A University of Virginia dean profiled in Rolling Stone’s retracted story about an alleged campus gang rape said she was personally and professionally “damaged” by the magazine’s portrayal of her.
Nicole Eramo, the UVA official responsible for responding to campus assaults, said her face and name are now “forever linked to an article that has damaged my reputation and falsely portrayed the work to which I have dedicated my life.” Rolling Stone’s apologies are “not good enough,” Eramo, UVA’s associate dean of students, said Wednesday in an open letter published in the Richmond Times-Dispatch.
The Rolling Stone story, “A Rape on Campus,” began to unravel within weeks of its November publication under media scrutiny and an investigation by the Charlottesville Police Department. The magazine formally retracted the article earlier this month after a review by Columbia Journalism School called it a “journalistic failure.” Eramo said she was targeted by threats and protests because of allegations that she failed to respond to the rape report and was removed from her role counseling sexual assault victims.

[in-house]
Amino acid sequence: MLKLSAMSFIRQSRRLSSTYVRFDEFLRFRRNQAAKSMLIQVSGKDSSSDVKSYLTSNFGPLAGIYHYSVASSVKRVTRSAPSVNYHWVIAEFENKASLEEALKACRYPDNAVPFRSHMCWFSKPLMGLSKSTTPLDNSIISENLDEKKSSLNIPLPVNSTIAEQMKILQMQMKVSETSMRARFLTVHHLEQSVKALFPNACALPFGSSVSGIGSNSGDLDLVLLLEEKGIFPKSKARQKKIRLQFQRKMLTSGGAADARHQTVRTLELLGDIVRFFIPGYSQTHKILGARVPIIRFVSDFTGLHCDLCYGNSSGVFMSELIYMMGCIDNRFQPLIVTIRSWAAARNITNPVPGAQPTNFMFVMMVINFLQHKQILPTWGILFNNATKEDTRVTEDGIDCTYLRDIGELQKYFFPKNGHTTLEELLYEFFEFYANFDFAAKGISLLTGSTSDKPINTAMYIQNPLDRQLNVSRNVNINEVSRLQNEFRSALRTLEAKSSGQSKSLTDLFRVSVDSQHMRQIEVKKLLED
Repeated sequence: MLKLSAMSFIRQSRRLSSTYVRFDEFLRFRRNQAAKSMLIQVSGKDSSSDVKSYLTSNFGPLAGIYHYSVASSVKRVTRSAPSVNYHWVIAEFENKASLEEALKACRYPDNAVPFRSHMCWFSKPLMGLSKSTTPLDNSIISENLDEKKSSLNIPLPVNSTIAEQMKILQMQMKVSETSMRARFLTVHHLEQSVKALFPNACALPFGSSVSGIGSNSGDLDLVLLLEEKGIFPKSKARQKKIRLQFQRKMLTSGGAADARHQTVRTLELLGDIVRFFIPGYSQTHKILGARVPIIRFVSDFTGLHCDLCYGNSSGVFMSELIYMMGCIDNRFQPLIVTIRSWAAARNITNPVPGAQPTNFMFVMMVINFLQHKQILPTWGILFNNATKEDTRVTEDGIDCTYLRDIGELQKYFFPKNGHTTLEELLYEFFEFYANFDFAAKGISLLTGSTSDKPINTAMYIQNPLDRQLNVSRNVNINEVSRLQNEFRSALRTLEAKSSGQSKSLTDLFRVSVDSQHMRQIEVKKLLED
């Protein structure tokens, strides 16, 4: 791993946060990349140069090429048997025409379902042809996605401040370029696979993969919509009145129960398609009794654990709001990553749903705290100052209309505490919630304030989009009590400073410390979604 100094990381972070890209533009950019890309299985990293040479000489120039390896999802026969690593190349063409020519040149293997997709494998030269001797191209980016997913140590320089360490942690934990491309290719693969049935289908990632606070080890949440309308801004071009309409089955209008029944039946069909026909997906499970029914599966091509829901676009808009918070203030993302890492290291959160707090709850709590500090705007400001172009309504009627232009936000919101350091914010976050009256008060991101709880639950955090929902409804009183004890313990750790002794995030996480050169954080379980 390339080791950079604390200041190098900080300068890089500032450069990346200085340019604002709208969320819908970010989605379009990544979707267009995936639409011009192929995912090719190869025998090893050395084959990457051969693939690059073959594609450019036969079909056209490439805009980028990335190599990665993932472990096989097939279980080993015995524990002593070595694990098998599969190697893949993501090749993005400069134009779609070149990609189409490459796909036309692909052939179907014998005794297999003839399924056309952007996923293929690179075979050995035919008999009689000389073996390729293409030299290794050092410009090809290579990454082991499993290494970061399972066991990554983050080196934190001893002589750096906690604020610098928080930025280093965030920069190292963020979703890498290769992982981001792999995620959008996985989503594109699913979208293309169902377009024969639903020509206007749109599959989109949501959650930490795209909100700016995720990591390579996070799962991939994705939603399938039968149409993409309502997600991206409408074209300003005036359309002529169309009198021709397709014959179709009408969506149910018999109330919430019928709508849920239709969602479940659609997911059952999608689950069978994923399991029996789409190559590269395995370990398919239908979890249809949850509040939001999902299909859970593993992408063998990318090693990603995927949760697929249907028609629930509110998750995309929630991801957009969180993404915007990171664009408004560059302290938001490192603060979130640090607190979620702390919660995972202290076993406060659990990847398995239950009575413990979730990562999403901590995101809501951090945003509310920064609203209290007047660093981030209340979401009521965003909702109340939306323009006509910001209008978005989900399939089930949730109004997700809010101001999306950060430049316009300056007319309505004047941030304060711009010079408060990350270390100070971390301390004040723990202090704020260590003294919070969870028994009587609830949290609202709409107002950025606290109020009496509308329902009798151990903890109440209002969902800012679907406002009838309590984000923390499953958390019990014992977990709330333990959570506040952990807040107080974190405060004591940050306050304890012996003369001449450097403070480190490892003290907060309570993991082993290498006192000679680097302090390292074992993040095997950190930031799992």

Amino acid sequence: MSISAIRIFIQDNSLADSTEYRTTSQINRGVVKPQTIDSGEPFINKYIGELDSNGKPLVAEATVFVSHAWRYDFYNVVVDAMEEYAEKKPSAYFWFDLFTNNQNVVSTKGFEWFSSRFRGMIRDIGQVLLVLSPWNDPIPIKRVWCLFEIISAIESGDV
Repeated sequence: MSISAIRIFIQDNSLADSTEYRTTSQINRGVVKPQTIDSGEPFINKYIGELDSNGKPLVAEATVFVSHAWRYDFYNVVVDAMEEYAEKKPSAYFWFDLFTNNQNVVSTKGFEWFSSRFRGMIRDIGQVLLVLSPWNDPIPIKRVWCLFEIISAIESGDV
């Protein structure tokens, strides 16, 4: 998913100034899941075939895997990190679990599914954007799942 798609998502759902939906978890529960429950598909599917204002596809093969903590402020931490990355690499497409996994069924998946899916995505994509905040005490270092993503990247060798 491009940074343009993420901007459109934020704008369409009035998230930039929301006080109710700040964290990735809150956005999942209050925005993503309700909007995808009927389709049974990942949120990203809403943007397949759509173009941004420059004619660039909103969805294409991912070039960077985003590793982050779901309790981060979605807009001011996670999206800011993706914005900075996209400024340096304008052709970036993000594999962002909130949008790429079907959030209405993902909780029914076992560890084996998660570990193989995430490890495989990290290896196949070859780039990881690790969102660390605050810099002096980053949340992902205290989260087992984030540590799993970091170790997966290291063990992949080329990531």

“I would see this first as someone trying to clear their name in the public” and not necessarily a prelude to a defamation suit, said Maxwell Kennerly, an attorney with the Beasley Firm LLC in Philadelphia.
The Rolling Stone article suggested that Eramo, who was in charge of advising and counseling UVA sexual assault victims, discouraged them from reporting to police. Subsequent investigations have shown that Eramo arranged for “Jackie,” the subject of the story, to meet with detectives and that the student declined to pursue an investigation.
The article also featured an illustration of Eramo smiling and giving a “thumbs up” signal to a young woman crying in her office. Rolling Stone’s attorneys told UVA in February that the article’s portrayal of Eramo was “fair,” even after the magazine had apologized to readers, Eramo said in the letter.
“We sincerely regret any pain we caused Dean Nicole Eramo and others affected by this story,” Rolling Stone said Wednesday in an e-mail.
Anthony de Bruyn, a UVA spokesman, declined to comment and referred questions to Eramo’s lawyer, Tom Clare of Clare Locke LLP in Alexandria, Virginia. Clare didn’t immediately respond to a request for comment.